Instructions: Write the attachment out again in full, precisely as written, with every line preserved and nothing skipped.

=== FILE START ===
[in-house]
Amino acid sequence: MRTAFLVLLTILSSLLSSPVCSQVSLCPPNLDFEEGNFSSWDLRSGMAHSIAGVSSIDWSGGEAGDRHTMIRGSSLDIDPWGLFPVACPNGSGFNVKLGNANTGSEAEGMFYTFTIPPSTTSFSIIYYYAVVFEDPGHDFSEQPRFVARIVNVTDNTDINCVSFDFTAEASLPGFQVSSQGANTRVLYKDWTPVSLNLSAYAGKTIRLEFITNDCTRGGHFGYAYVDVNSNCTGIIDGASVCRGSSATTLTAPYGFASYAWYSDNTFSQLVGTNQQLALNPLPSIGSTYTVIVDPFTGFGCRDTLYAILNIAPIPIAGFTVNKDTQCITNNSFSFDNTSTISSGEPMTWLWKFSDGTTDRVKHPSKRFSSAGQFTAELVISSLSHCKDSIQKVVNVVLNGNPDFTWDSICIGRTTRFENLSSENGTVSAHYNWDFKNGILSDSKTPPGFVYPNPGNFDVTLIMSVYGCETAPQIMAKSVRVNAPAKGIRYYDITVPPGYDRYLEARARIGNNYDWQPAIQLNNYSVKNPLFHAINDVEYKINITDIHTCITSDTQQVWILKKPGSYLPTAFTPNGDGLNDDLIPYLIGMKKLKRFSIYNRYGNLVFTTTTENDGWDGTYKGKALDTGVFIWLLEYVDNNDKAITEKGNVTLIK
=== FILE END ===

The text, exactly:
[in-house]
Amino acid sequence: MRTAFLVLLTILSSLLSSPVCSQVSLCPPNLDFEEGNFSSWDLRSGMAHSIAGVSSIDWSGGEAGDRHTMIRGSSLDIDPWGLFPVACPNGSGFNVKLGNANTGSEAEGMFYTFTIPPSTTSFSIIYYYAVVFEDPGHDFSEQPRFVARIVNVTDNTDINCVSFDFTAEASLPGFQVSSQGANTRVLYKDWTPVSLNLSAYAGKTIRLEFITNDCTRGGHFGYAYVDVNSNCTGIIDGASVCRGSSATTLTAPYGFASYAWYSDNTFSQLVGTNQQLALNPLPSIGSTYTVIVDPFTGFGCRDTLYAILNIAPIPIAGFTVNKDTQCITNNSFSFDNTSTISSGEPMTWLWKFSDGTTDRVKHPSKRFSSAGQFTAELVISSLSHCKDSIQKVVNVVLNGNPDFTWDSICIGRTTRFENLSSENGTVSAHYNWDFKNGILSDSKTPPGFVYPNPGNFDVTLIMSVYGCETAPQIMAKSVRVNAPAKGIRYYDITVPPGYDRYLEARARIGNNYDWQPAIQLNNYSVKNPLFHAINDVEYKINITDIHTCITSDTQQVWILKKPGSYLPTAFTPNGDGLNDDLIPYLIGMKKLKRFSIYNRYGNLVFTTTTENDGWDGTYKGKALDTGVFIWLLEYVDNNDKAITEKGNVTLIK